Environmentalists, Native American tribes file lawsuits to block shrinkage of national monuments
Environmental groups and five Native American tribes have filed two lawsuits to block the Trump administration’s plan to drastically scale back two national monuments in Utah.
President Donald Trump announced the decision on Monday at the Utah State Capitol. Opponents immediately vowed to take legal action to block the changes.
On Tuesday, a coalition of five tribes filed a complaint in D.C. District Court, arguing the president did not have the authority to undo or replace the existing Bears Ear National Monument. The tribes have long argued that the land protected by President Barack Obama is an important part of their heritage and includes historic and culturally significant artifacts.
The team of lawyers representing the Navajo Nation, Hopi tribe and others is asking the court for an immediate injunction on the Trump decision to prohibit so that the new monuments boundaries cannot be enforced until the matter can be fully litigated.
Shaun Chapoose, a leader from the Ute tribe who is part of the coalition, said at a press conference Monday the announcement was a line in the sand.
“We gathered as sovereign tribes and put aside our differences to benefit not just us but the citizens of the United States. So with that same mentality we’ll do the same to protect it. And if they think we’re not prepared to protect it they’re kidding themselves,” Chapoose said.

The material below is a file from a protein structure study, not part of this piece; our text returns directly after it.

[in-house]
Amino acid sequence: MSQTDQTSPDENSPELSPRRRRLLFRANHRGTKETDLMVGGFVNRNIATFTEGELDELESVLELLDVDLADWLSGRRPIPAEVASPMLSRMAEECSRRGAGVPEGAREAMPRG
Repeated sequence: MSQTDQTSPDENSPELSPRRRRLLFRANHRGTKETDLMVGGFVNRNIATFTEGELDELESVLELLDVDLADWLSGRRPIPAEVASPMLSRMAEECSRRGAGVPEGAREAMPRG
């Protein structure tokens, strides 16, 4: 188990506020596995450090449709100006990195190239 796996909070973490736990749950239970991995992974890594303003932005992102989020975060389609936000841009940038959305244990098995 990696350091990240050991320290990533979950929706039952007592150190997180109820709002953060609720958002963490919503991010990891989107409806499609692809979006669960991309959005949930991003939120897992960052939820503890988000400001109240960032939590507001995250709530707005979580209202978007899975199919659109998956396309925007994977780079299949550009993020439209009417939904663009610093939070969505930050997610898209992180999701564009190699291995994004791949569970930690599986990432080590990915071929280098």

In a second lawsuit environmental and conservation groups, including the Sierra Club, Natural Resources Defense Council and The Wilderness Society, formally sued the administration for its plans to reduce the size of a second national monument: Utah’s Grand Staircase-Escalante.
Both lawsuits say the president doesn’t actually have the legal authority to make the changes he announced this week.
Trump authorized a review of national monuments designated under the Antiquities Act in an executive order signed in April. The Antiquities Act was enacted in 1906 and gives the president the power to create national monuments, but there has been some disagreement over whether the act gives the president the authority to eliminate them.
The Congressional Research Service wrote a report on this issue in 2016 that found that while the Antiquities Act doesn’t specifically grant the president the power to shrink or eliminate monuments, it does say that monument size “shall be confined to the smallest area compatible with the proper care and management of the objects to be protected,” which could be used to justify making the monument smaller.
Trump said Monday that previous administrations abused the act by designating monuments that were too big and gave too much power to the federal government. When he signed the order initiating the review, he called them a “massive federal land grab.”
“Previous administrations have ignored the standard, and use the law to lock up hundreds of millions of acres of land and water under strict government control. These abuses of the Antiquities Act give enormous power to faraway bureaucrats at the expense of the people who actually live here, work here, and make this place their home,” Trump said in his remarks at the Utah State Capitol.